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Fresh from a strong Black Friday weekend, sales at Pacific base exchanges continue a brisk pace as shoppers buy laptops, flat screen TVs and, yes, even handheld mixers.

Store managers said Tuesday that holiday sales are higher than they were a year ago, and they credit considerable discounts and early bird specials for the boost.

"I think people were planning, pinching their pennies and saving" and waiting for the sales, said Anna Iosefo, Army and Air Force Exchange Service store manager at Misawa Air Base, Japan.

Iosefo said sales were up 22 percent for the three-day Thanksgiving weekend as the store took in about $660,000.

Discounted laptops and 32-inch LCD TVs were the hottest sellers in Misawa, followed by Coach purses, toys and jewelry, she said.

"We had a great balance of sale items this year, but customers really came in for the electronics," Iosefo said.

The video game "Wii Fit" sold out early Friday morning at the Navy Exchange at Sasebo Naval Base, Japan, said general manager Candy Matthews. They’re also in short supply worldwide, with online retailers Best Buy,, and the Exchange Online Store all listing the item as out of stock.

She said weekend sales overall were 16 percent higher than last year.

"I didn’t expect it to be so strong," she said.

Nor did Eddie Devlin, AAFES general manager at Camp Zama, Japan: "It was much busier than usual, and customers were in real high spirits."

While demand for electronics continues to drive consumer spending, sales of kitchen appliances have also been gaining traction this year.

Matthews said the exchange’s housewares department saw a 75 percent jump in sales this year.

Belgian waffle makers, pot and pan sets, and indoor barbecue grills were hot wish-list items for shoppers at exchanges on Okinawa.

Holiday spending at the Camp Foster, Okinawa, exchange jumped 45 percent this year compared to last year’s three-day Thanksgiving weekend sales, said AAFES store manager Pat Sprow.

The sale of nearly 100 handheld mixers at Foster’s exchange over the weekend was as 250 percent jump, compared to the same time last year, Sprow said.

"It’s just amazing. It just caught me by surprise," Sprow said.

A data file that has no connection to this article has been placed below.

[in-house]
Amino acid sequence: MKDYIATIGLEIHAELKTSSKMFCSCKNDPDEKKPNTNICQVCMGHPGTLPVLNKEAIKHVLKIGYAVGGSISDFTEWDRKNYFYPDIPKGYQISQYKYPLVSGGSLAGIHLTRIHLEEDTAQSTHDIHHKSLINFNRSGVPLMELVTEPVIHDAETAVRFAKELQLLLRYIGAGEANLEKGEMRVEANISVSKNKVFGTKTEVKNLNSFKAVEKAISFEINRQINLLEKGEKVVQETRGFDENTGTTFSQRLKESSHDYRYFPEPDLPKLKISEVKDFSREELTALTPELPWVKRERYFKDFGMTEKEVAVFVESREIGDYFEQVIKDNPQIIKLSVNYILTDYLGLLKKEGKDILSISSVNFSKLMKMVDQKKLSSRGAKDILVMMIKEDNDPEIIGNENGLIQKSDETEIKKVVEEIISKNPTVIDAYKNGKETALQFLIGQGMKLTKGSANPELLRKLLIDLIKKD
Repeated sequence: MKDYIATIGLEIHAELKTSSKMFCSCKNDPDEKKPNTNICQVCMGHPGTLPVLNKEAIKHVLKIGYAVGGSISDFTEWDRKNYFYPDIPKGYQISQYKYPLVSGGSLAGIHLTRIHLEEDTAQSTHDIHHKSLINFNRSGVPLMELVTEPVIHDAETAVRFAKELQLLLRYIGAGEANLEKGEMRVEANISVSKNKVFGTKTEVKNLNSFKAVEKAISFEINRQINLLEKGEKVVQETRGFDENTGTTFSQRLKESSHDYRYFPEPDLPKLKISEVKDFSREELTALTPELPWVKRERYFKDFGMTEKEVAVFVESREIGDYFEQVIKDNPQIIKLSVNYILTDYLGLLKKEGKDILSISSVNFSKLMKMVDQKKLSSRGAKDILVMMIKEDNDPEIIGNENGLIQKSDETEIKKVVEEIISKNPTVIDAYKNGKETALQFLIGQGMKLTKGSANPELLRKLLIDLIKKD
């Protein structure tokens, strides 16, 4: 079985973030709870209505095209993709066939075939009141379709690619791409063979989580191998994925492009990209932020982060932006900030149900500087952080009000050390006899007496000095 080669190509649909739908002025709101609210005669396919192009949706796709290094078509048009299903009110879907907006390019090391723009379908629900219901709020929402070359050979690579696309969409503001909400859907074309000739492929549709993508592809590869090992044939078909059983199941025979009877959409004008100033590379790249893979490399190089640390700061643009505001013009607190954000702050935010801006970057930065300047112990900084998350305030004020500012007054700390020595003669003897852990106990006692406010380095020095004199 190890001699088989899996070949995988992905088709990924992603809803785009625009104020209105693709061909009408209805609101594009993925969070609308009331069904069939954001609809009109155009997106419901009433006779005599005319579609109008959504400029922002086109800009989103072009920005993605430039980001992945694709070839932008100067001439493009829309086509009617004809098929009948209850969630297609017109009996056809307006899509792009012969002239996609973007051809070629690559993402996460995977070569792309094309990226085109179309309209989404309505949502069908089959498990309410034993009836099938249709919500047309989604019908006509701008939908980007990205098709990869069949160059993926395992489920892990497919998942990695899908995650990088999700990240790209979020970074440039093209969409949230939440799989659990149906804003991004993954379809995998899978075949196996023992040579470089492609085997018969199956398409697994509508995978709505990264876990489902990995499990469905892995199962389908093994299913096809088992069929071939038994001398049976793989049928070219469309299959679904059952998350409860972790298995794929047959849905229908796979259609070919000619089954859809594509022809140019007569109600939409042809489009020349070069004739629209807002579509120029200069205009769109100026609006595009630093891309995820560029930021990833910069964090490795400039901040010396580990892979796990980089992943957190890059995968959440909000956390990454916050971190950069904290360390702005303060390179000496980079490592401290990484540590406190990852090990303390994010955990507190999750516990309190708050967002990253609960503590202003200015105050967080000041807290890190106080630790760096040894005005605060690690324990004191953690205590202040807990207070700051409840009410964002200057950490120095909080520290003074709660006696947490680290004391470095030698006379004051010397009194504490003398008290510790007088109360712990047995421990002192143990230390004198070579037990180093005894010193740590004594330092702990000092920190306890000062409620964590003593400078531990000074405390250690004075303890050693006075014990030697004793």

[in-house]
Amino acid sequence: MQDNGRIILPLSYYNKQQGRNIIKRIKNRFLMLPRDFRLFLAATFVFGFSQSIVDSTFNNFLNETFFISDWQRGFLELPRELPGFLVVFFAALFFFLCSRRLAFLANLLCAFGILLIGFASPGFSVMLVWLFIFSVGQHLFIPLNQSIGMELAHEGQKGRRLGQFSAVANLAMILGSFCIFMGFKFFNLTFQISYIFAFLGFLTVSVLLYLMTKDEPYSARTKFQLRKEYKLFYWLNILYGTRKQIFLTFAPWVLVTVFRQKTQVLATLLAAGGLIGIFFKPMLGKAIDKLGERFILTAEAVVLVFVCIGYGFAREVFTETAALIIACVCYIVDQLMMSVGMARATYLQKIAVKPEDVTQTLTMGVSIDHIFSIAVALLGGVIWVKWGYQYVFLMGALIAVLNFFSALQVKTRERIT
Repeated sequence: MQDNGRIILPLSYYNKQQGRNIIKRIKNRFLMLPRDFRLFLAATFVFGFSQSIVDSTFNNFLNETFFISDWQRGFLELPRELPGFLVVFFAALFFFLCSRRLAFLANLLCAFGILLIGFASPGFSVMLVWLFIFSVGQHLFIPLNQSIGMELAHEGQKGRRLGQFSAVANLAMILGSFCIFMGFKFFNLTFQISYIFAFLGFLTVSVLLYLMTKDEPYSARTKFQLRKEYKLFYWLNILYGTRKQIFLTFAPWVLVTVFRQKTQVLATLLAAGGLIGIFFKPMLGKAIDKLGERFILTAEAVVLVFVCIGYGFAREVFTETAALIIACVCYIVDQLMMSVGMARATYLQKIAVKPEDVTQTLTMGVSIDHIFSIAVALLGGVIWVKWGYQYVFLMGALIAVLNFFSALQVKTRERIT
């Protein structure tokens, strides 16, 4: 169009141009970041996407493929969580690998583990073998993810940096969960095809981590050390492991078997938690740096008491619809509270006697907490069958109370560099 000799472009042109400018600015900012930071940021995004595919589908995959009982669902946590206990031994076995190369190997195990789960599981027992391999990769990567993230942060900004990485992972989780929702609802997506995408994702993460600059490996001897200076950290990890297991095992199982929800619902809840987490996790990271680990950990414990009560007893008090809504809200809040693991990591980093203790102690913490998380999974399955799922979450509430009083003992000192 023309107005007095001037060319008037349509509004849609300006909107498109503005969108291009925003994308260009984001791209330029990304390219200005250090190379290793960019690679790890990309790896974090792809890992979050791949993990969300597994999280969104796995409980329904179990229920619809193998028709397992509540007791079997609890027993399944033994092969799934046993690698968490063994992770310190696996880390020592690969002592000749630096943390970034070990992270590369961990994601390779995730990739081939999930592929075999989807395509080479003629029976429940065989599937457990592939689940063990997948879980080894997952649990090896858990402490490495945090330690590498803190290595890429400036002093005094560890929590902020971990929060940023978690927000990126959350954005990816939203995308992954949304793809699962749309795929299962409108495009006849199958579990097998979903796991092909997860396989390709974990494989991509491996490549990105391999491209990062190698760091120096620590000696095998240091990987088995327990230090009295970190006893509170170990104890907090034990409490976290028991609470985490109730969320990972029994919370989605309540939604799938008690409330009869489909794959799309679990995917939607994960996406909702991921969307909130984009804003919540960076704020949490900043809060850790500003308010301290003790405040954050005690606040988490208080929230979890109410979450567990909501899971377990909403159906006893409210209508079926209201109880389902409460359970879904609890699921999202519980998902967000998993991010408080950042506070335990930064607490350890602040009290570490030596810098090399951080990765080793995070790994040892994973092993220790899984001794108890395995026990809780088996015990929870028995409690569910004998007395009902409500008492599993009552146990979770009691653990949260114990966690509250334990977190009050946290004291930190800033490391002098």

One reason for the high interest in kitchen items may be the later arrival of new servicemembers and their families to the island who are in need of wares, said Robert Rice, AAFES store manager for Kadena Air Base’s main exchange on Okinawa.

Aluminum pots and pans flew off shelves, making it an unanticipated hot deal, Rice said.

"This was an unusually strange PCS season," Rice said. "Then you know, it’s just tradition to shop at Black Friday to see what you can get on that day, you might as well buy what you can."

Rice said Kadena’s main exchange had the highest overall spending increase of any AAFES store — with a 58 percent bump in sales over the weekend compared to last year’s sales. They beat out the Fort Lewis, Wash., which usually holds the title.

Stateside, consumer confidence trails at a modest pace as economists predict this will be one of the weakest holiday seasons in years.

Black Friday spending rose 3 percent from a year ago to $10.6 billion, but then slipped 0.8 percent to $6 billion the next day, according to ShopperTrack, RCT, a retail industry tracking firm.

Total spending over the three-day shopping period is estimated to have risen only 1 percent from the period last year — making it one of the smallest Black Friday gains in recent years, ShopperTrack said.

At the Osan exchange in South Korea, shoppers are thinking before they buy, said AAFES general manager, Steve Pena.

"I think customers are really researching their purchases more this year, whereas before they were more free-spending," he said.

Post-Thanksgiving sales were running 2 percent above the same period last year, and business volume for 2008 is staying even with the previous year, Pena said.

Since entertainment electronics are typically hot commodities, the exchange ensured it was better stocked than last year, particularly in its iPods.

So far no shortages, Pena said.

"We have plenty this year," he said. "Those items were a hard commodity to buy last year."

At Yongsan Garrison, South Korea, the iPod Touch was in short supply. Shawn Dorcy, general manager of AAFES at Yongsan, blamed production shortages and said his team is working with AAFES headquarters to get more.

Dorcy said sales in the South Korea/Guam area were up "considerably" over last year and he expects "a solid holiday season."

Stars and Stripes reporters Ashley Rowland, Bryce Dubee, Franklin Fisher and Vince Little contributed to this report.


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